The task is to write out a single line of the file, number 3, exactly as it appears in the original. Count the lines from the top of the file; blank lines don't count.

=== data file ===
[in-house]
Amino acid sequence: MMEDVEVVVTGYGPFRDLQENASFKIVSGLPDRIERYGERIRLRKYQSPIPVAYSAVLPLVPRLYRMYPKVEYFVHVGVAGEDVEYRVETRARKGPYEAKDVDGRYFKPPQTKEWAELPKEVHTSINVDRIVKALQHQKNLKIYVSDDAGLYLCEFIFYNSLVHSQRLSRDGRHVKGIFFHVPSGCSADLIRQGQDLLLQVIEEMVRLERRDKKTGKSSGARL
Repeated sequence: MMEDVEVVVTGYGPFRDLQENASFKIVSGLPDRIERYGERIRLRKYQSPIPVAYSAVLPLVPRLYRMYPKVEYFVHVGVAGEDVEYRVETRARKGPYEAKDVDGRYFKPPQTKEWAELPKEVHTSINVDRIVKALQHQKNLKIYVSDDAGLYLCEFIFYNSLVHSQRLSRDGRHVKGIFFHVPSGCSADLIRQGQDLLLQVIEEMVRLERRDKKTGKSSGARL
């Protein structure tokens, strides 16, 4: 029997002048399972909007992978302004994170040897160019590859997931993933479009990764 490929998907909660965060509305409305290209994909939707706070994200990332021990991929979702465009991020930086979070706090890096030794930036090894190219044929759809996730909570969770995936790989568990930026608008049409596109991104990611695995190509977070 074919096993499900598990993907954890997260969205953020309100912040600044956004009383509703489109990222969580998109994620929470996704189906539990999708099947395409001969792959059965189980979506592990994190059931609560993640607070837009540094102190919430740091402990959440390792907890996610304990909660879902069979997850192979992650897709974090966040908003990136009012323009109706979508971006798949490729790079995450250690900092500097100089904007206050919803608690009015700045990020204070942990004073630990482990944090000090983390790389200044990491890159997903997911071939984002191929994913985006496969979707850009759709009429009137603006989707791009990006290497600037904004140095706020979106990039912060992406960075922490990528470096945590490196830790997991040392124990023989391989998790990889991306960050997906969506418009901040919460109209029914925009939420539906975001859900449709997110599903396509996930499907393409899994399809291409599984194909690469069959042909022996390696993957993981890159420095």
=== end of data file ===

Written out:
Repeated sequence: MMEDVEVVVTGYGPFRDLQENASFKIVSGLPDRIERYGERIRLRKYQSPIPVAYSAVLPLVPRLYRMYPKVEYFVHVGVAGEDVEYRVETRARKGPYEAKDVDGRYFKPPQTKEWAELPKEVHTSINVDRIVKALQHQKNLKIYVSDDAGLYLCEFIFYNSLVHSQRLSRDGRHVKGIFFHVPSGCSADLIRQGQDLLLQVIEEMVRLERRDKKTGKSSGARL